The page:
Once again in 2011, the government of Uzbekistan fully implemented its state-controlled forced labor system for cotton production. As in previous years, the Uzbek government required farmers to grow cotton, and local provincial government offices (khokimiyats) mobilized students from elementary schools, middle schools, high schools, trade schools and universities to plant, weed and harvest to meet their assigned quotas. According to reports by the the Uzbek-German Forum for Human Rights, local observers, UNICEF and reporting by the State Department, the khokimiyats forcibly mobilized labor, including children as young as age 10 in the provinces of Andijan, Bukhara, Djizzak, Fergana, Kashkadarya, Khorezm, Namangan, Samarkand, Surkhandarya, Syrdarya and Tashkent. State-sponsored forced labor in Uzbekistan has consistently included adults as well. City and district administrators instruct business owners to send their employees to pick cotton. Last year, employees from the General Motors plant in Andijan reportedly were forced to take “voluntary vacations” to harvest cotton. Local rights activists such as Gulshan Karaeva, Nodir Akhatov, and Elena Urlaeva who attempted to monitor the use of forced labor during the 2011 cotton harvest in various regions of Uzbekistan were arbitrarily detained and in some cases threatened with prosecution.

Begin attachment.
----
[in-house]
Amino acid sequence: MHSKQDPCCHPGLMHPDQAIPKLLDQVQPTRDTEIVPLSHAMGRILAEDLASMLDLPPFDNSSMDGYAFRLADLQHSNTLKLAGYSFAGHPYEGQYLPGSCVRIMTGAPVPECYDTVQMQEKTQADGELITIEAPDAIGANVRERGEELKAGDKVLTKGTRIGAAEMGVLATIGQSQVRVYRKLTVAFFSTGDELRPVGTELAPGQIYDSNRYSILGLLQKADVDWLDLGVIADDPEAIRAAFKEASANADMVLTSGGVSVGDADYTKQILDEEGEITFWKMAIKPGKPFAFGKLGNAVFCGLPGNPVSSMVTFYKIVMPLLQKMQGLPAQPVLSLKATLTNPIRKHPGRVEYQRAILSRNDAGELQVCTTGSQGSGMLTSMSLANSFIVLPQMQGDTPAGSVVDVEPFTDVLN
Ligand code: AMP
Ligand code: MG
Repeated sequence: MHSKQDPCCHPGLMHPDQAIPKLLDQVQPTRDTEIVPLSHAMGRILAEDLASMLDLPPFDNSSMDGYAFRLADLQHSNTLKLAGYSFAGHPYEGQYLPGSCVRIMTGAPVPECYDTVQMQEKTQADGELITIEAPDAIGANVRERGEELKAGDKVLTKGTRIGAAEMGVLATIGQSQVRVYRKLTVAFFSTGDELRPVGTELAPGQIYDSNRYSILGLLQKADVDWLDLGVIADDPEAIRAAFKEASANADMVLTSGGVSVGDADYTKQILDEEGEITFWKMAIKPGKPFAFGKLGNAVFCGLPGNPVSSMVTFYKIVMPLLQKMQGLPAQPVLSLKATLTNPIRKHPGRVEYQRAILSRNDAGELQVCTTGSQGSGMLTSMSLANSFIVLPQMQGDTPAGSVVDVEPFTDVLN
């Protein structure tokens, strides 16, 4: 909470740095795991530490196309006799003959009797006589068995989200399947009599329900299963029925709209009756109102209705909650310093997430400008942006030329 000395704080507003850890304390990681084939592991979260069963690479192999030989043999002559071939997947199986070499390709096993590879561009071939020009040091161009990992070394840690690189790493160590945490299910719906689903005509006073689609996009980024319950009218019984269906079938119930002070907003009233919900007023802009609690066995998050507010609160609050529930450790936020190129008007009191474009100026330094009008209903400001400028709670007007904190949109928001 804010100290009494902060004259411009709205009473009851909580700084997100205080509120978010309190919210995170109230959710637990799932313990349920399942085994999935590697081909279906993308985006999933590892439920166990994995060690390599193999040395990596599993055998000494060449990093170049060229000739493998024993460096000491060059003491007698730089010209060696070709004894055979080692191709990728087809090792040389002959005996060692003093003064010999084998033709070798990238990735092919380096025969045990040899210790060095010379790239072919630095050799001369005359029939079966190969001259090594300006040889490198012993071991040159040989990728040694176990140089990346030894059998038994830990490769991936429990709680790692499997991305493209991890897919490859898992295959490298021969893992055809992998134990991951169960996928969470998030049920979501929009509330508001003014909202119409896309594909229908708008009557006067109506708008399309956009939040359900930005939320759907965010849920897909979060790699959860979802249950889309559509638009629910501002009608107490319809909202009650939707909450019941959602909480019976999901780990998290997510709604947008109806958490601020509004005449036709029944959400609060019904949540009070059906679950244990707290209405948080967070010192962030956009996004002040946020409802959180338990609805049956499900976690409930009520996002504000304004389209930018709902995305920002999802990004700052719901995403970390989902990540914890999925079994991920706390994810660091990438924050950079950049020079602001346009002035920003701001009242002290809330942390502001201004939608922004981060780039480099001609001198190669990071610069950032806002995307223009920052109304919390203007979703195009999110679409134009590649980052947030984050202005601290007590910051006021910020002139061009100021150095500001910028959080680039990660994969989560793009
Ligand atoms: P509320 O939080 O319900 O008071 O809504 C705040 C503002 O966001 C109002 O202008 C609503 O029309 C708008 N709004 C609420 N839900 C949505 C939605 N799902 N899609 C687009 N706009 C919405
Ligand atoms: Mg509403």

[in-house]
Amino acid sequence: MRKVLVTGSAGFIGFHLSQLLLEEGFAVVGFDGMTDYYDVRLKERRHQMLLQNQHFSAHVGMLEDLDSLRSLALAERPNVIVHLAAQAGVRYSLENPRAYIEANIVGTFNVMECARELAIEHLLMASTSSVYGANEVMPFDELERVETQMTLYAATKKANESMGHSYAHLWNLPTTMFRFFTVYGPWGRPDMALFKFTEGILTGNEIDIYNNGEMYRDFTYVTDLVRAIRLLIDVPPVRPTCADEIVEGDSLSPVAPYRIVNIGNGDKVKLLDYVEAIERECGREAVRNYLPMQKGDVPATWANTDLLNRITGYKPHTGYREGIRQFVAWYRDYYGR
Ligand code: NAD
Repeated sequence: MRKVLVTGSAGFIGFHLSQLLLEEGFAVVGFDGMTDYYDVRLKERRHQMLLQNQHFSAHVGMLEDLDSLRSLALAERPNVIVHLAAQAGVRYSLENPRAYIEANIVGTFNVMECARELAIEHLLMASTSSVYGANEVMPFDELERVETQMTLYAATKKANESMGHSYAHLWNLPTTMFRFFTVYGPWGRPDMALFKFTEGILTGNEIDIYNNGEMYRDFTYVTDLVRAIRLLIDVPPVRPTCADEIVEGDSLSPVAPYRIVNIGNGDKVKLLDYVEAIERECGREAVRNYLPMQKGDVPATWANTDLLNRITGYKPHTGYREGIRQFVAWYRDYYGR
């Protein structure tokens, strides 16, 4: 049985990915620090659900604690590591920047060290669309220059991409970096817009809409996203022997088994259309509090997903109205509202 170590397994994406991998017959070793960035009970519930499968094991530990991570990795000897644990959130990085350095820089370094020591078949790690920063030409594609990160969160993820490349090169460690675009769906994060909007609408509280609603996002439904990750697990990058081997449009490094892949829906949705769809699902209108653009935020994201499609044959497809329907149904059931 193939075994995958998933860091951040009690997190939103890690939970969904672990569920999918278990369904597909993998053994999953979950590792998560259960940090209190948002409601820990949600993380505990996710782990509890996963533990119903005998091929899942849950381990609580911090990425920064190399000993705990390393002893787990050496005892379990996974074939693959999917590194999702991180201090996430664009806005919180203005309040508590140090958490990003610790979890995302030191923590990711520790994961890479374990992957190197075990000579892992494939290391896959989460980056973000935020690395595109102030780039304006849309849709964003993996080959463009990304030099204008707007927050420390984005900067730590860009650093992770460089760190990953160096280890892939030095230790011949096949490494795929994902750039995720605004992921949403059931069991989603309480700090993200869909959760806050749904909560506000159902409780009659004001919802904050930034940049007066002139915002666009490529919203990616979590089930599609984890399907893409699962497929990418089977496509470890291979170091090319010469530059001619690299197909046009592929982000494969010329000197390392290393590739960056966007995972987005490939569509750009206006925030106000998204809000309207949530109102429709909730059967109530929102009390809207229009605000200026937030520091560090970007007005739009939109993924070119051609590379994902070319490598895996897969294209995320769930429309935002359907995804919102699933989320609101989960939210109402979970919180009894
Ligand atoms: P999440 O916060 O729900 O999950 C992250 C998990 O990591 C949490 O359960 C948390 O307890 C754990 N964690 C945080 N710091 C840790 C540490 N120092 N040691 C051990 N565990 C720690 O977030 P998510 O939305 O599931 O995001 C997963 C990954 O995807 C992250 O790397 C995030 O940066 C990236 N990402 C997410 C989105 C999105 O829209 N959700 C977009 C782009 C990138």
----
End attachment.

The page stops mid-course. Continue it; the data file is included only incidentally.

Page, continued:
The State Department’s 2011 Trafficking in Persons Report identified negligible progress by the government of Uzbekistan to end the practice of forced labor, and it identified the government quota system as a root cause of the forced labor system of cotton production. Uzbekistan remained on the Tier 2 Watch List in 2011 for the fourth consecutive year, presumably because the Uzbek government had “a written plan that, if implemented, would constitute making significant efforts to comply with the Trafficking Victims Protection Reauthorization Act’s (TVPRA) minimum standards for the elimination of trafficking and is devoting sufficient resources to implement the plan” (22 USC § 7107). However, according to Ambassador George Krol, with whom we met recently at the Global Chiefs of Missions Conference, the Uzbek government has not accomplished much. The 2011 TIP report also recommended that the government of Uzbekistan invite a mission of the ILO to monitor the 2011 cotton harvest. This did not happen.